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Volume 10 - Opinions of Counsel SBRPS No. 78

Opinions of Counsel index

Senior citizens exemption (income requirement) (net rental income - adult children) - Real Property Tax Law, § 467:

Since income eligibility for the senior citizens exemption depends only on the owner’s (and, in some cases, the owner’s spouse’s) income, the income of an applicant’s adult child residing in the property is not considered. However, net rents paid by the child to the parent are income to the parent, even if those rents are in the form of the payment of expenses of maintaining the house in exchange for the child’s right to occupy the premises.

Our opinion has been requested concerning the senior citizens exemption (Real Property Tax Law, § 467). An applicant’s son resides with her and allegedly gives her gifts to pay her living expenses, including her mortgage and taxes. While it is understood that gifts and inheritances are not income for purposes of section 467, the question is whether any of the moneys given to the applicant may be considered as income.

We have received numerous inquiries from assessors regarding situations where adult children, often with families of their own, reside in the home owned by their (senior citizen) parent(s). Section 467, however, includes no household income test. {1}  Since only the owner’s (and the owner’s spouse’s) income is considered in determining eligibility for the exemption (RPTL, § 467(3)(a)), moneys contributed by the adult children are ignored (as being gifts), unless rental payments are shown. Arguably, in these situations, the statute’s failure to include a household income test creates room for abuse of the law’s original intent: enabling senior citizens with limited means to retain their real property despite an increasing real property tax burden (see Governor Rockefeller’s approval memorandum for L.1966, c.616 reprinted at 1966 NYS Legislative Annual p.346).

The mere fact that a senior citizen’s family resides in the senior’s residence does not, by itself, affect the senior citizen’s eligibility for the tax exemption. In 4 Op.Counsel SBEA No. 82, we stated that if a senior citizen receives rental income which is less than the “fair market value” of the property, it is the rental income which is actually received that must be considered for purposes of determining the eligibility for the exemption. {2}  Thus, if a senior citizen receives nothing in exchange for his or her children’s company, the senior citizen has received no rental income.

However, if the occupants have been sharing the expenses associated with the property, a different conclusion may apply. Rent need not take the form of a regular cash payment to the owner. For example, if the occupant is paying some or all of the expenses of maintaining the house in exchange for the right to occupy the premises, these payments may be recognized as a form of rent. Indeed, in the context of income taxation, it has been stated:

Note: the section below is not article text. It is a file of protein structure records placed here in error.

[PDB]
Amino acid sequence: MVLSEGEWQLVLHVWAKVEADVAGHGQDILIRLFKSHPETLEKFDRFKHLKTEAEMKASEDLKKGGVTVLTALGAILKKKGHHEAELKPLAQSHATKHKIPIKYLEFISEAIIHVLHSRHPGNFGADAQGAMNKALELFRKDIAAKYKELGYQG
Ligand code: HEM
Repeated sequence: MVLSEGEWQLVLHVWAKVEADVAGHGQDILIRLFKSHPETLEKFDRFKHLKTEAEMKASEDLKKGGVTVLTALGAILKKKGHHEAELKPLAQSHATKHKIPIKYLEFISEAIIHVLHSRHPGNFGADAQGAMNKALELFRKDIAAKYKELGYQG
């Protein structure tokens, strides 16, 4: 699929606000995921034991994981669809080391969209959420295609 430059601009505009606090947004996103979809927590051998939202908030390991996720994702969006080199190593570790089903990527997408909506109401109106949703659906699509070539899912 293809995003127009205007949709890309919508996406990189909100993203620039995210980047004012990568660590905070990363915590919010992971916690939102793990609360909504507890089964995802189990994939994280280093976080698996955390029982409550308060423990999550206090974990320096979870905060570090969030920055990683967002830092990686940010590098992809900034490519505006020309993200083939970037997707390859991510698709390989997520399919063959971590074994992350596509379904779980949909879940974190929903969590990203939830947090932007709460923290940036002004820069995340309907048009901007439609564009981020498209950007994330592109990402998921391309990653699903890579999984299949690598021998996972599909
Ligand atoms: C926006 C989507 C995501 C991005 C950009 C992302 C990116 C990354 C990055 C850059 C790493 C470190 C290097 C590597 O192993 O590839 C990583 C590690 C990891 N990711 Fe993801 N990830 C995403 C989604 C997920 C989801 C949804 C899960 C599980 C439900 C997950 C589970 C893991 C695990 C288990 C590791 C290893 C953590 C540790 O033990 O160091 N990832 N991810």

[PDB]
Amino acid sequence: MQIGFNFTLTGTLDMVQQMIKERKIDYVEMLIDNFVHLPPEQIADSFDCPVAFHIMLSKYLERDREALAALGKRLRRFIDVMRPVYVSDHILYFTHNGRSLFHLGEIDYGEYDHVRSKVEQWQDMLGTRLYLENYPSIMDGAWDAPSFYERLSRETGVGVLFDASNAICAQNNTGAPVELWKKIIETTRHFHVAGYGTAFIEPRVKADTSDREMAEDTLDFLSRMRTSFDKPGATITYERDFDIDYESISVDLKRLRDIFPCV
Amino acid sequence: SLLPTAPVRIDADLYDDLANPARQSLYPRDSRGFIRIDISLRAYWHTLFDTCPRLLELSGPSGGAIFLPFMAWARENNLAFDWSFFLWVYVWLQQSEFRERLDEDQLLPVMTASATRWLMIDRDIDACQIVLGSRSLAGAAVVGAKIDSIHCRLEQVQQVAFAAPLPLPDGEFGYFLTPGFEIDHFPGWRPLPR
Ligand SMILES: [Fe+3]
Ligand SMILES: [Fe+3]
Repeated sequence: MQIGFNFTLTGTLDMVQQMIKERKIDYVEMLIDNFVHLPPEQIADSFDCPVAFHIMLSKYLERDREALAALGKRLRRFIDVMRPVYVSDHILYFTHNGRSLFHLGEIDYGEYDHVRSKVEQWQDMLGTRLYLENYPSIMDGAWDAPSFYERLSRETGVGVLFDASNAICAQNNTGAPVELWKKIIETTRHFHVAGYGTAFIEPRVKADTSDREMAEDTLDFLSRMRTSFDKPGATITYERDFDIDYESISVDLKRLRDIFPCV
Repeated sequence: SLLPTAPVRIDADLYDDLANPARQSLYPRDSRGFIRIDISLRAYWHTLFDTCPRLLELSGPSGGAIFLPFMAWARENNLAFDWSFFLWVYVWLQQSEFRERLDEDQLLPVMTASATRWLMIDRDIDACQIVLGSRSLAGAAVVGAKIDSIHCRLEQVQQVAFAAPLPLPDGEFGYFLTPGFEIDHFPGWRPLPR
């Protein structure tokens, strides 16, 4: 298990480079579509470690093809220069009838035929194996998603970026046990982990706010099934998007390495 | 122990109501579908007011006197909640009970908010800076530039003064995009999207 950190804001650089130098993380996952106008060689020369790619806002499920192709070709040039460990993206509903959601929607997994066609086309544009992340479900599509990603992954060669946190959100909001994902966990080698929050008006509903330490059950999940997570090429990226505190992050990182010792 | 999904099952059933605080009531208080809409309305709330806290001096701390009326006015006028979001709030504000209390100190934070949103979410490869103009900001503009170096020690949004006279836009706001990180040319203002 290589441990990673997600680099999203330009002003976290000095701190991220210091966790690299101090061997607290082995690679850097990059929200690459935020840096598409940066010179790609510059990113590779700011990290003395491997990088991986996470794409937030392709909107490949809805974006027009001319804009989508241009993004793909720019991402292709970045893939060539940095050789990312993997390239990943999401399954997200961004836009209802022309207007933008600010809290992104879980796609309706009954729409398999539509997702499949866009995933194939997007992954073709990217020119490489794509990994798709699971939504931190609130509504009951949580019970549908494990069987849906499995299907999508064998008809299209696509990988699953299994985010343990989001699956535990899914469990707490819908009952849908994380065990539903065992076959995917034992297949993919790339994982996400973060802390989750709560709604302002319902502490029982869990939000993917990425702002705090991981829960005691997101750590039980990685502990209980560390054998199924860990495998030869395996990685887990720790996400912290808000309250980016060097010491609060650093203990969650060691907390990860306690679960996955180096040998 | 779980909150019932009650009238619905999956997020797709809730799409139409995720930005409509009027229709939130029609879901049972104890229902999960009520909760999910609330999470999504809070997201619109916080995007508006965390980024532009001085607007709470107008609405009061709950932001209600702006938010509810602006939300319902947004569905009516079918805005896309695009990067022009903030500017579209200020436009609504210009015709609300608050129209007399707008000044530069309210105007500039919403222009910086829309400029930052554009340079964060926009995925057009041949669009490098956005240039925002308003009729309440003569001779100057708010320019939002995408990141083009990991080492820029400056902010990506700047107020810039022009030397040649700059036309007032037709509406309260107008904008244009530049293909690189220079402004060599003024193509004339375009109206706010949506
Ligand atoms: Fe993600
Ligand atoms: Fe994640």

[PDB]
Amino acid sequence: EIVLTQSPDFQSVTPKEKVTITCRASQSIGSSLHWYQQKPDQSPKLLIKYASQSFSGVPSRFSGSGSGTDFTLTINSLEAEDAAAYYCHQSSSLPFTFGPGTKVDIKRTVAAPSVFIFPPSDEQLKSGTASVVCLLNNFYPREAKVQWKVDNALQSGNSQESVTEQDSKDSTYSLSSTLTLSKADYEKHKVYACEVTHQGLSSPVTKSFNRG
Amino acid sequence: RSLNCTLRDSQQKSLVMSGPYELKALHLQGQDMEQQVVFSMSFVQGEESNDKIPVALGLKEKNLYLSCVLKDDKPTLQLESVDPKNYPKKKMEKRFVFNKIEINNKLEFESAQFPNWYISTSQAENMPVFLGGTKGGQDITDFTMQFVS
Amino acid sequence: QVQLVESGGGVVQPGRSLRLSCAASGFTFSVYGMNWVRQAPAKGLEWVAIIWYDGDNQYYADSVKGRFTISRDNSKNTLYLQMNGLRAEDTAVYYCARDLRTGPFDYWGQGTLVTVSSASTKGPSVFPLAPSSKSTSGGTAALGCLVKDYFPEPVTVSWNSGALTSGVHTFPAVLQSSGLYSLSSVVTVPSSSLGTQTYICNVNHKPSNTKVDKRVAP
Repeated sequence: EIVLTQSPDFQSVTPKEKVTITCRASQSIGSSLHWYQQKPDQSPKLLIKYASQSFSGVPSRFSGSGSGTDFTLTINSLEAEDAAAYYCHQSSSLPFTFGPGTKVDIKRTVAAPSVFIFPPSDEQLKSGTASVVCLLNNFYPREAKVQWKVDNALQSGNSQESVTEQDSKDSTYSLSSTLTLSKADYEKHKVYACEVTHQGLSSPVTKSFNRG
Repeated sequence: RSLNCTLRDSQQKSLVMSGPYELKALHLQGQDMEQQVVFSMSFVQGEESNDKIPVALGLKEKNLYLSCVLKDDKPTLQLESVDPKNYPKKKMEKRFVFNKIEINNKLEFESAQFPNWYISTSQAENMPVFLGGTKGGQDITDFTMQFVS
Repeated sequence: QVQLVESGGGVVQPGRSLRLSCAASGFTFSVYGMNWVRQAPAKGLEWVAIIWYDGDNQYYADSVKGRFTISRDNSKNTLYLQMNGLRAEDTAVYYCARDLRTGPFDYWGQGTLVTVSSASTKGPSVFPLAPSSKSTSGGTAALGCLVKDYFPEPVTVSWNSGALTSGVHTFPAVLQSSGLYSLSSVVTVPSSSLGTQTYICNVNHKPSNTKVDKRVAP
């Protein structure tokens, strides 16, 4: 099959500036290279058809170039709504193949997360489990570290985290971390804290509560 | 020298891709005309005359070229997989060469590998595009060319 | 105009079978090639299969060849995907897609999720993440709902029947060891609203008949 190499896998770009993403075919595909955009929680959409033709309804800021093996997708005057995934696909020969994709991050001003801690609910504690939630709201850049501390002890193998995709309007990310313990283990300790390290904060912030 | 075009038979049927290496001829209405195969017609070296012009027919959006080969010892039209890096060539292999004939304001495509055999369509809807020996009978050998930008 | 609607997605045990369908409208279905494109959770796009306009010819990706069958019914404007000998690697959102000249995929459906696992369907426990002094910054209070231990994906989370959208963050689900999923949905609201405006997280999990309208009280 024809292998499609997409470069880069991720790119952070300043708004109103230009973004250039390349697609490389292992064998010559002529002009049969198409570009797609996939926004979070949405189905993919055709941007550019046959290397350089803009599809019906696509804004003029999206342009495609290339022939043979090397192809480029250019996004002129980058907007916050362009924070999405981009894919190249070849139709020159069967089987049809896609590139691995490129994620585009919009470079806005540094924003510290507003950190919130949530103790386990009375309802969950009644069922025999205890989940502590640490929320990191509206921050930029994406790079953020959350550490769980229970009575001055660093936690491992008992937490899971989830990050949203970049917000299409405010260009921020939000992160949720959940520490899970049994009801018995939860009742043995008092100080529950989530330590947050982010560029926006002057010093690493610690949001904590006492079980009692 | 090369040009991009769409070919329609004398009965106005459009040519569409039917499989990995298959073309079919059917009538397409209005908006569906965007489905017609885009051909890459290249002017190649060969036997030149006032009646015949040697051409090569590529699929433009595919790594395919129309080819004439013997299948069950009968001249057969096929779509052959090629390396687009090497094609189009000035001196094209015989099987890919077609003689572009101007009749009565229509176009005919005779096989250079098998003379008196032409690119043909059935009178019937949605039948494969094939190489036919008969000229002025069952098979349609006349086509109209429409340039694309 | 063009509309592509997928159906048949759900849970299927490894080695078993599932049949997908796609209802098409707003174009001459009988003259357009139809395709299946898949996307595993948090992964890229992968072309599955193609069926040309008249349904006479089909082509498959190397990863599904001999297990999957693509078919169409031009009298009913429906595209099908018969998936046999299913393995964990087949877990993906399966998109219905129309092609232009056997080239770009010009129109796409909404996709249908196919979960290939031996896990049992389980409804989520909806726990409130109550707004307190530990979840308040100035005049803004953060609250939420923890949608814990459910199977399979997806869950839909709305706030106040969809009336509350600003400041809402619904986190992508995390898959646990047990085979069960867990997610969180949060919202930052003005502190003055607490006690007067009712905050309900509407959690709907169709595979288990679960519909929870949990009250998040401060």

When the lease obligates the tenant to pay the landlord’s expenses, e.g., taxes or mortgage installments, the tenant’s payments are treated as rent paid by him to the landlord. If the expenses paid by the tenant are of a deductible nature (local taxes, interest, etc.), the landlord may claim the deduction (33A Am Jur 2d, Federal Taxation (1999) ¶12559).

The rationale for considering such payments to be income is that they either directly or indirectly reduce the senior citizen’s expenses. The legislative intent behind the income requirement of section 467 was to withhold the benefits of the exemption statute from those people 65 years or older who receive, from all defined sources, more than a set amount of funds with which to meet all expenses during the income tax year immediately preceding the date in which application for the exemption is made, excluding gifts and inheritances (4 Op.Counsel SBEA No. 56, citing Engle v. Talarico, 33 N.Y.2d 237, 306 N.E.2d 796, 351 N.Y.S.2d 677 (1973)).

Clearly, however, it may be extremely difficult to prove that adult children are contributing to household expenses if the senior citizen denies receiving any such moneys. If it is perceived to be wrong for senior citizens exemptions to be granted to property occupied in part by an applicant’s gainfully employed children, further legislation would seem necessary to resolve the problem.

February 10, 1999

{1}  Compare, e.g., RPTL, § 467-b [tax abatement for rent-controlled and rent regulated property occupied by senior citizens] and Tax Law, § 606(e) [real property tax circuit breaker credit] which do measure household income in determining program eligibility.

{2}  Note that only net rental income is included as income in determining eligibility for the senior citizens exemption. In construing the phrase “net rental income,” we have concluded that “net rents are the gross rental income less ordinary and necessary expenses, which include utility and tax expenditures, actually paid out by the applicant during the income reporting period” (1 Op.Counsel SBEA No. 8; 5 id. No. 30).